The world is full of both extroverts and introverts; individuals who gain energy and fulfillment through being around and engaging groups of people, as well as individuals who thrive better when they have time to themselves and are not as engaged socially.
There are all sorts of definitions and distinctions of what makes someone an extrovert or an introvert. You could take 20 personality tests and read the entire self help section of your local bookstore and still not have a clear definition of the two classifications for all situations.
For me, that is the kicker. I tend to sort of meander between extrovert and introvert depending on the situation. I love being a part of big groups, sharing information, having both normal and nonsensical discussions, and feel like I’m being included, if not leading the experience. However, I sometimes reach a point where I also need my “me” time to figure things out on my own and reflect, plan, scheme, and let my thoughts run wild without the constraints of appropriateness to the situation.
When I need to be an extrovert, I gravitate toward situations where chances are good that I will be at or near the center of attention. As an introvert, you can sometimes find me in a state of observation, quiet, seemingly on the outside looking in.
I’m like this with diabetes as well. There are times that I am perfectly comfortable wearing the proverbial tights and cape and
hooker boots that make up the Super Diabetic persona (hey, it worked for Superman…don’t judge me), educating the masses about the ways of the ‘beetus, managing meals in a single bolus, calculating carb and blood sugar ratios in my head faster than a speeding bullet, and encouraging the newly diagnosed and recently overwhelmed with a healthy dose of You Can Do This.
There are also times when I don’t want to deal with my diabetes, much less try to convince other people that it is easy or that I have everything under control. Sometimes, with diabetes, it’s hard, and I suck at it. Not most of the time, thankfully, but sometimes it is overwhelming and I just need some time to reflect and figure things out.
This past week I was at Friends For Life 2012, which is this extrovert’s dream come true, yet there were times that I found myself reserved and low-key. I spent quite a bit of time listening and observing, sometimes clinging more to my introvert tendencies to try and figure everything out than clamoring for attention and putting my diabetes on stage and in the spotlight. This wasn’t my first Friends For Life, and I didn’t feel as if I was around strangers that I needed to figure out. I just wanted a fresh perspective, for both myself and my diabetes.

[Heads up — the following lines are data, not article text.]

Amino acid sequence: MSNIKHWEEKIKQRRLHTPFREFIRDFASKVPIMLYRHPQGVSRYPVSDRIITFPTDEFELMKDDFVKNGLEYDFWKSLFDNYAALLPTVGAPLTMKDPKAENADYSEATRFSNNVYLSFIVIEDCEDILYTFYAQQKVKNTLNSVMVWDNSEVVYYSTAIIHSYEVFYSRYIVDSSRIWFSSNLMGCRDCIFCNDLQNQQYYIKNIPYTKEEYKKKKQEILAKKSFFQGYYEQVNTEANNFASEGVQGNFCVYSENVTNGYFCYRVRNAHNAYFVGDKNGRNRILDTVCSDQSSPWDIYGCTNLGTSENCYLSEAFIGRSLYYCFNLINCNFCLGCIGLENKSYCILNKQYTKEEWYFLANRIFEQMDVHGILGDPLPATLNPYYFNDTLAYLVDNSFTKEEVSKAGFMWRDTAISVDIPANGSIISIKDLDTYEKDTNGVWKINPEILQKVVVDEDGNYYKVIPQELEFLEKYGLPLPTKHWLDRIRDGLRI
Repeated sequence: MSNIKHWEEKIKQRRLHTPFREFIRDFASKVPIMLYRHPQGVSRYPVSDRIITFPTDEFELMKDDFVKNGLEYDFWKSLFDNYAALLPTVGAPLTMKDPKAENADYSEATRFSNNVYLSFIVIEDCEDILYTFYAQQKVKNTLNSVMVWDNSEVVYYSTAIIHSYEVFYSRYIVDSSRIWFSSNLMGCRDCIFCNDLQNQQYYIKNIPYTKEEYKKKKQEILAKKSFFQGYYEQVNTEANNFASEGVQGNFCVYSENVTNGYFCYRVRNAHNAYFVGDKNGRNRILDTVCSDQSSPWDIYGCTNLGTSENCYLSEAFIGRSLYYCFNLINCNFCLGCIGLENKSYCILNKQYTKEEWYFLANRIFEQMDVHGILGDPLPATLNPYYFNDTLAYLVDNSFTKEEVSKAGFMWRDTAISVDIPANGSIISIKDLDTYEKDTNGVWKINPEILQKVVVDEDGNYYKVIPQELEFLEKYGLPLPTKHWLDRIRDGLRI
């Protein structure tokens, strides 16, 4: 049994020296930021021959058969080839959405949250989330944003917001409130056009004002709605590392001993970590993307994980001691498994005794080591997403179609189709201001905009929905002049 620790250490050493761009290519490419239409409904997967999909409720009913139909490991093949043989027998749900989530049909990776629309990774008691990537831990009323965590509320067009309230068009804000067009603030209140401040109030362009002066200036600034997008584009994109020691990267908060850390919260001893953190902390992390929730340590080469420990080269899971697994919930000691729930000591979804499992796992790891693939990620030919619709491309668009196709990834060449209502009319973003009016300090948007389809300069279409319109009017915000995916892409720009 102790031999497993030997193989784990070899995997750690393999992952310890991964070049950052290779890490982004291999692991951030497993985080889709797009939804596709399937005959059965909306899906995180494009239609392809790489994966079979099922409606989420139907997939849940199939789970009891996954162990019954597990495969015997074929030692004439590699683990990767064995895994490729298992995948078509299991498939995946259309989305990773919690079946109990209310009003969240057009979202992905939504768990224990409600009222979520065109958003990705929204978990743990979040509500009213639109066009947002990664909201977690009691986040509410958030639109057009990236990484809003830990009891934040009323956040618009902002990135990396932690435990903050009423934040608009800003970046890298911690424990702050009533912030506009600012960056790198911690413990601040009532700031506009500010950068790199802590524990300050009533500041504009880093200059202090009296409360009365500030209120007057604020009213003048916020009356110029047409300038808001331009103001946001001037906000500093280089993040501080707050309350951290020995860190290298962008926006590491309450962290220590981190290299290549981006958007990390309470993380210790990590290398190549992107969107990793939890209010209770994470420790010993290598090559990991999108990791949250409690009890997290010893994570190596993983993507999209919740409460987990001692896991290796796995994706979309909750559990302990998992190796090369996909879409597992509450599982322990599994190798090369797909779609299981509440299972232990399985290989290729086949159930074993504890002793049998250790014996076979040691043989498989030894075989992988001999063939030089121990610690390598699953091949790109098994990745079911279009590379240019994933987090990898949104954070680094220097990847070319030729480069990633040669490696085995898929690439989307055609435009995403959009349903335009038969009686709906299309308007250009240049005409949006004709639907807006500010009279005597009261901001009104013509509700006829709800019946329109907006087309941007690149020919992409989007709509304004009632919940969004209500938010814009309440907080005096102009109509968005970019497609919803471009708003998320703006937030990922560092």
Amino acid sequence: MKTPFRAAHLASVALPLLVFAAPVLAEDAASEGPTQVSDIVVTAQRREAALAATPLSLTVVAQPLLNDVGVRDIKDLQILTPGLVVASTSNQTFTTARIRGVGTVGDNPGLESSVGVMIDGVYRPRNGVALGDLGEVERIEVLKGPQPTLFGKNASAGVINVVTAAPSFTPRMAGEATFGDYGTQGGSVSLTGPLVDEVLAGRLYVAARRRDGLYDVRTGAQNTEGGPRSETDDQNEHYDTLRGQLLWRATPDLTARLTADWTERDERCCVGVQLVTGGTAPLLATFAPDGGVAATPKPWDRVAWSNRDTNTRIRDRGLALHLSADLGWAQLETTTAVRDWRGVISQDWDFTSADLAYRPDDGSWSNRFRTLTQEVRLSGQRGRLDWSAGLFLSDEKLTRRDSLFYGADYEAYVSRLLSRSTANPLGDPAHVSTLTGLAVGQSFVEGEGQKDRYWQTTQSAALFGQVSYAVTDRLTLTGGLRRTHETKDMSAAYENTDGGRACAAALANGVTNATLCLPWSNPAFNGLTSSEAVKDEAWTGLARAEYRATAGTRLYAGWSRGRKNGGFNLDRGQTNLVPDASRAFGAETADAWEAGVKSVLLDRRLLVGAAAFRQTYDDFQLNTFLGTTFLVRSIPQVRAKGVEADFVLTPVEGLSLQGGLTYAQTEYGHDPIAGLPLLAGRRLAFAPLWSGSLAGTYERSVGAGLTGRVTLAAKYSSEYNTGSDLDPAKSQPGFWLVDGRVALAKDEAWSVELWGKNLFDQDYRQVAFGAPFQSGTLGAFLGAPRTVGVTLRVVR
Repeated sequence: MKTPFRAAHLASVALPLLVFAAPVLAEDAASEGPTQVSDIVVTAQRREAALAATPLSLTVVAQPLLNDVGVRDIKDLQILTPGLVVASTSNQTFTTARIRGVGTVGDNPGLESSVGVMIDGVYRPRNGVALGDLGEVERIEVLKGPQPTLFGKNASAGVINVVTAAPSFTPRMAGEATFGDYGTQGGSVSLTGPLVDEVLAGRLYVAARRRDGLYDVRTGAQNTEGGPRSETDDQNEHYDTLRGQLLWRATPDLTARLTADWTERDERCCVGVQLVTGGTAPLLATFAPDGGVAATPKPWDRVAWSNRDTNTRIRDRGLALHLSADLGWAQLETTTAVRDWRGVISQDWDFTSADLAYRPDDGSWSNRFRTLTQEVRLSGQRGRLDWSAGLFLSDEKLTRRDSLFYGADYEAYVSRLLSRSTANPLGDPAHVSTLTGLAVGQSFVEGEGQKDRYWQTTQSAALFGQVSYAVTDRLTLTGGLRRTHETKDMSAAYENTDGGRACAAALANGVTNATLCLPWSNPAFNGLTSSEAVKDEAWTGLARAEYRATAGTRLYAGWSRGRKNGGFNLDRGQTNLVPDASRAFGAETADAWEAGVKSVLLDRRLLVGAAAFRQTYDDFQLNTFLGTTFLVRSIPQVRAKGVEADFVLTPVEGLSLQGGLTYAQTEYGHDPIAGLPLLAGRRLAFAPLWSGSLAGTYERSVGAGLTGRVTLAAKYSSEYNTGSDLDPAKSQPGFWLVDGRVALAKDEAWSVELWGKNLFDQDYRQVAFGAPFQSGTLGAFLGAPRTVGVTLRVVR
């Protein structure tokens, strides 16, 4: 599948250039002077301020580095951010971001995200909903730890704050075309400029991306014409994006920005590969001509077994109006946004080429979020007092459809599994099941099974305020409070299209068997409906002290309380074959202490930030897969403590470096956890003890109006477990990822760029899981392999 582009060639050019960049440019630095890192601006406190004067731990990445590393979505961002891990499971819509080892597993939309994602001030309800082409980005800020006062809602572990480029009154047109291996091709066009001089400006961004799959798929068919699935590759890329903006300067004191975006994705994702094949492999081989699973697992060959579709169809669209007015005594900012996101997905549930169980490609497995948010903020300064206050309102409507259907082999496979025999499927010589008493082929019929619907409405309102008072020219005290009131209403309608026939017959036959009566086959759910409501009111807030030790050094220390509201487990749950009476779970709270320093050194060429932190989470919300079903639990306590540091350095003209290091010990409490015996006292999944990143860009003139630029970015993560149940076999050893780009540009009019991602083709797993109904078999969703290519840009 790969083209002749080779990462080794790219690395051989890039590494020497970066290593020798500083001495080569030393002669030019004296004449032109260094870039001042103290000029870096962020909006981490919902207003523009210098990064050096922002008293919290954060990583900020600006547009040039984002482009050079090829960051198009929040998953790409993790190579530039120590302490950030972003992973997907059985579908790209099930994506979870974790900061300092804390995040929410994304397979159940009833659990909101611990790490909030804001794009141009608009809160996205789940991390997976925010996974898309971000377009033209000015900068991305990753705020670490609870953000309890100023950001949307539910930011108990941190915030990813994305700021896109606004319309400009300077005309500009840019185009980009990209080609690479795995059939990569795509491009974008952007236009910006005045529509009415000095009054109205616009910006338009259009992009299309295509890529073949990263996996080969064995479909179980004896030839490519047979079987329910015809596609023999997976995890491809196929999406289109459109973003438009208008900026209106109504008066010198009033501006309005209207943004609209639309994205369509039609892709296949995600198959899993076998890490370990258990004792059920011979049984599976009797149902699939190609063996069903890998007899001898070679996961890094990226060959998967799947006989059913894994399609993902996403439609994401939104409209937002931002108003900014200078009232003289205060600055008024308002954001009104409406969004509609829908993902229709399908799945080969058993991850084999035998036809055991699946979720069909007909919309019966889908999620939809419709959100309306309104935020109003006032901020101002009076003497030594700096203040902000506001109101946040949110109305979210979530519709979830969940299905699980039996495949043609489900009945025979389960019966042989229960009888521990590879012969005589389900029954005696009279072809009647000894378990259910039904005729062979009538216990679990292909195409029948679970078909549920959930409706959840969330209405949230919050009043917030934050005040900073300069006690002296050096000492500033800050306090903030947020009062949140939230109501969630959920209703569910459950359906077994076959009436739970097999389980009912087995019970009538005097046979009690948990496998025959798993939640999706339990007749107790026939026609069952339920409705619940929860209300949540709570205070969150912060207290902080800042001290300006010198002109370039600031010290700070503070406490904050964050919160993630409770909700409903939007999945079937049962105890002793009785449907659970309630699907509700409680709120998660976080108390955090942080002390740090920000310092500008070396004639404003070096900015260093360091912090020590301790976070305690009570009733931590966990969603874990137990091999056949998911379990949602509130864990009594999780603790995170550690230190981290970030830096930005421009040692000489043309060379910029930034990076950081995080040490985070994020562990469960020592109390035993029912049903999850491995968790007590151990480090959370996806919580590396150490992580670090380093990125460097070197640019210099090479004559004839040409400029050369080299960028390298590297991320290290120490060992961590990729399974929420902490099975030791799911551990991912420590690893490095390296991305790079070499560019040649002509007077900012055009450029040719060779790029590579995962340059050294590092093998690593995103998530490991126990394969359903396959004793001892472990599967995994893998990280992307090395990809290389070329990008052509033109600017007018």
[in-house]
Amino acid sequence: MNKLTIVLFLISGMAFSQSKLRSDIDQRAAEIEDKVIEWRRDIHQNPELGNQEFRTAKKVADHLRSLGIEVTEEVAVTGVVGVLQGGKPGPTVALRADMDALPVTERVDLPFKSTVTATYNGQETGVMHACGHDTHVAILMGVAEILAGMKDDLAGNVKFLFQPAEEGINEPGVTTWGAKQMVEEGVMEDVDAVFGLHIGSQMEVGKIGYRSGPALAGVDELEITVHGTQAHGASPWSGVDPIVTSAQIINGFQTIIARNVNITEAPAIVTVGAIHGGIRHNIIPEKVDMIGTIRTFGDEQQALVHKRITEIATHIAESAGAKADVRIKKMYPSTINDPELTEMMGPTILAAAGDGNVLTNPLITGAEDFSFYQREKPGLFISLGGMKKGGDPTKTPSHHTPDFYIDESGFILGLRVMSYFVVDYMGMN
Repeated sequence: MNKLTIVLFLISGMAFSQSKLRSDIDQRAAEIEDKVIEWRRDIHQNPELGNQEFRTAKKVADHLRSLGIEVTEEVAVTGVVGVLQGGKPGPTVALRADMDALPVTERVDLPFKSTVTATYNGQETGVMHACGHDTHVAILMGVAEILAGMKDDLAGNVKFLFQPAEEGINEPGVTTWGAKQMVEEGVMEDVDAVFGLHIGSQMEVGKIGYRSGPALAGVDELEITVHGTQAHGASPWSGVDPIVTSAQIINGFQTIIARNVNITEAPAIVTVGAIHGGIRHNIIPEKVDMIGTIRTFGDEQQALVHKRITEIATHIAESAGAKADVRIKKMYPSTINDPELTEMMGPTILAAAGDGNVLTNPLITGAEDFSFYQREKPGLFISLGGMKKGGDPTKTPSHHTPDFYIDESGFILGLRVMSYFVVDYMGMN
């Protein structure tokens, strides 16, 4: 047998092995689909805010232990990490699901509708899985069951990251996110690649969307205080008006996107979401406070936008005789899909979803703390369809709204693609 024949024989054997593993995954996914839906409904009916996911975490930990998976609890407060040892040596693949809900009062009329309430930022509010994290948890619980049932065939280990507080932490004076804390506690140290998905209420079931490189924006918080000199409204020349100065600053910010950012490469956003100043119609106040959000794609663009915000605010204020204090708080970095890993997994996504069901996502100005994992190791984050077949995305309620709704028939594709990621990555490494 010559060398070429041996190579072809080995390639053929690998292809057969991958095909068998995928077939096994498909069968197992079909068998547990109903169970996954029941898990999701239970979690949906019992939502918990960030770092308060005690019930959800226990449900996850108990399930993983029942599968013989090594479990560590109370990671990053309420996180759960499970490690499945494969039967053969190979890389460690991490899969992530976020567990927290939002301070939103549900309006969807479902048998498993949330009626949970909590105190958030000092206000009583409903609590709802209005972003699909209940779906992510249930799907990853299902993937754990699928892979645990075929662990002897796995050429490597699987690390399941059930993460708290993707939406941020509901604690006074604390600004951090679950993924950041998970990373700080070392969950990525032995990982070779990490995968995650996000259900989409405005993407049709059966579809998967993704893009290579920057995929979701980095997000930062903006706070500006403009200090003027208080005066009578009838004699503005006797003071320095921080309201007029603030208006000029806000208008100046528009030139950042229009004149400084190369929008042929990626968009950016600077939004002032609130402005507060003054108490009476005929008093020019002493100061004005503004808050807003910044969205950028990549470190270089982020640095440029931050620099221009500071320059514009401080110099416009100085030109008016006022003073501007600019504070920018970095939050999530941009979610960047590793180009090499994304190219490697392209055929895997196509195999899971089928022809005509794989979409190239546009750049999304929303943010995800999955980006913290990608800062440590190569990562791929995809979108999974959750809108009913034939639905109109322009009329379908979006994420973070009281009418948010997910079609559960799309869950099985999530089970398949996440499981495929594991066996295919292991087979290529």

I really needed a week with people with diabetes. There is something extremely special about food buffets that have carb counts on them, not being looked at strange for whipping out a BG kit and pricking my fingers in public, and people that understand what a glucoaster is and are riding it all week right along with you.
Now that I’m back home, I’m putting together my thoughts on some things that I learned this past week. From all the things that can come with diabetes beyond just insulin, to amazing things that people with diabetes can do, to challenges with the FDA, observations of parents of children with diabetes, and even the diabetes online community in real life, I’ve got plenty to think about and share. But first, I need a night to rest after a week of staying up until the wee hours of the morning every night. After all, nobody goes to Friends For Life to catch up on sleep.
i love how you connected intro/extroversion to d treatment. so true, though it had never occurred to me. rock on.
I know you did what you needed to do, but I want you to know that I really missed spending time with you at FFL this year.